In Zen Buddhism, Enso also symbolizes the moment when the mind and body are in the perfect state of “flow” – in other words, the moment when the creator of a true ensō is in a state of creative flow, letting their mind and spirit create freely. Once the brushstroke is completed, there is no possibility of changing the zen circle – thus reinforcing the idea of the circle portraying the expression of the creator’s mind and spirit at this specific moment in time.
Zen Buddhism practitioners firmly believe that the way an artist draws a true ensō fully exposes their character. Moreover, they believe that only a person that is complete spiritually can draw a “perfect”, true zen circle. Some practitioners will even go as far as drawing an ensō as a daily practice, as a part of their spiritual practice and meditation practice.
Even though an enso is seemingly easy to draw, only a few Zen masters are known to be able to create a perfect zen circle. It is believed that the expressive movement of their brushstroke shows their level of mastery of Zen practice, revealing their level of enlightenment. It is also said that only a Zen master is able to create an enso that releases the full power of the symbol, thus helping their students and others to achieve higher consciousness levels by meditating upon it.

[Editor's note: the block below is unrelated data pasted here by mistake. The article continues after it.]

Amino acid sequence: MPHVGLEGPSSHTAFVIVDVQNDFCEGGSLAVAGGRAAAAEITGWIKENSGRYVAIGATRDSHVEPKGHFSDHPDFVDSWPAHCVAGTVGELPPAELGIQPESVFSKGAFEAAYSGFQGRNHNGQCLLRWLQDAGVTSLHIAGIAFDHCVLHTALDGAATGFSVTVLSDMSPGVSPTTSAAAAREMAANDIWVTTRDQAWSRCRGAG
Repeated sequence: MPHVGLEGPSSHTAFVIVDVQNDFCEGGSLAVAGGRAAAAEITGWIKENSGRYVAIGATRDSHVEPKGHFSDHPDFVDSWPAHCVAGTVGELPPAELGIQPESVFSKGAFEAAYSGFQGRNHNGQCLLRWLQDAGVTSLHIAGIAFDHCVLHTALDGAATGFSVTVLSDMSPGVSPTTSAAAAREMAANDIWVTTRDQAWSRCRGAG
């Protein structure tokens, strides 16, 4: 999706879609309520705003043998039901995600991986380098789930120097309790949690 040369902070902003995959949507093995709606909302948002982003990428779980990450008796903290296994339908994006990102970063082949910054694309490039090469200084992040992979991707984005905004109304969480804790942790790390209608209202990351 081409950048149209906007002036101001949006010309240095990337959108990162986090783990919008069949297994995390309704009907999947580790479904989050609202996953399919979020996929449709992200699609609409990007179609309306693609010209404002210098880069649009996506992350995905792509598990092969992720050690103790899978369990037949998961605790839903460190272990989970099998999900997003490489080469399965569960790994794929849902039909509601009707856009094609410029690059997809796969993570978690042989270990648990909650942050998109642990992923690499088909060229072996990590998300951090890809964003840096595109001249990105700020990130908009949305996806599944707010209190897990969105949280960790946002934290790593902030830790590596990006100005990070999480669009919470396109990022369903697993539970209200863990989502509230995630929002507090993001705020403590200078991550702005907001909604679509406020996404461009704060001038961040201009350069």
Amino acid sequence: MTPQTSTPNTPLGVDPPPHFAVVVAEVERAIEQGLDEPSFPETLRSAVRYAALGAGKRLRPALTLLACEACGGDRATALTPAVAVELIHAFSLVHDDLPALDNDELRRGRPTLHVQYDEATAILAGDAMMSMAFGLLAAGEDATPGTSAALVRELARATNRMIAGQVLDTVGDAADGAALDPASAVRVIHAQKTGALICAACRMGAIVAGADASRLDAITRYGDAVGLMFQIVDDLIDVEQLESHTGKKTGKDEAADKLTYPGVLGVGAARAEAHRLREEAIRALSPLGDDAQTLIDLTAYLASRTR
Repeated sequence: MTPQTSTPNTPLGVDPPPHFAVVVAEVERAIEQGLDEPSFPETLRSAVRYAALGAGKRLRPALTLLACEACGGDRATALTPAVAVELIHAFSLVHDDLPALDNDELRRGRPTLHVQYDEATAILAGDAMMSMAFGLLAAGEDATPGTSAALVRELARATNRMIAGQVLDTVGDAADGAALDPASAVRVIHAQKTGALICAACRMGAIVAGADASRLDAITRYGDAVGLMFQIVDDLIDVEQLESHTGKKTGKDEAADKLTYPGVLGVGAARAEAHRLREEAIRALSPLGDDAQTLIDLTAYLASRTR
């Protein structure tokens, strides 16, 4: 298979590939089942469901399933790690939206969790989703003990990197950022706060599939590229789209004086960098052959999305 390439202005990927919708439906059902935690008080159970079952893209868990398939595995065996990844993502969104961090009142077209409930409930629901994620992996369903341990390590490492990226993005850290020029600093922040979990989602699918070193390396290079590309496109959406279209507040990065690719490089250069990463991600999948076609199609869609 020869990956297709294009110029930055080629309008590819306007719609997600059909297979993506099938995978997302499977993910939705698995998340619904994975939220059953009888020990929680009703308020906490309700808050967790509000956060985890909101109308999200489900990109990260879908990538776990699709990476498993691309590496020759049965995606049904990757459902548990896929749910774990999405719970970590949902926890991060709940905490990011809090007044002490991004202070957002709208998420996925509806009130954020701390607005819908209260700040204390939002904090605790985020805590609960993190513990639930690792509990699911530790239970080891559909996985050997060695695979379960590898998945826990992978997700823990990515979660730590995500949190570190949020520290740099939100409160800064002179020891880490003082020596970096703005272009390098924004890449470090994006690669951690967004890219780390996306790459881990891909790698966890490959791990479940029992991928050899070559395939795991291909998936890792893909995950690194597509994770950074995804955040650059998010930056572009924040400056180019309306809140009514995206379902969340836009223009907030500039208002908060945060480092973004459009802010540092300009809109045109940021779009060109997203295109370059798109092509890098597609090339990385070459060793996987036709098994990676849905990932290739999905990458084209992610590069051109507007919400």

Oftentimes, Zen masters will draw a correct circle every single day and present their students with the creation so that the students can meditate on their teacher’s enso on a daily basis.
Painting a Zen Circle
Traditionally, an ensō circle is drawn on thin Japanese rice paper, called washi, with a circle brush. However, it can also be drawn in the dirt or written in the air, although historically, it is a practice of Japanese calligraphy and ink painting, which is called sumi-e. The zen master usually meditates in silence for a long while in front of the paper and brush. Then, he will pick up the brush and complete the enso circle in one motion, as a form of expression and reflection of the state of the master.
Once the zen circle is completed, the artist does not change it. This further perpetuates the idea that the enso was created as a representation of a singular moment of creation in the life of the artist. As it is mentioned above, painting an enso is also a spiritual practice that can be performed as often as once a day.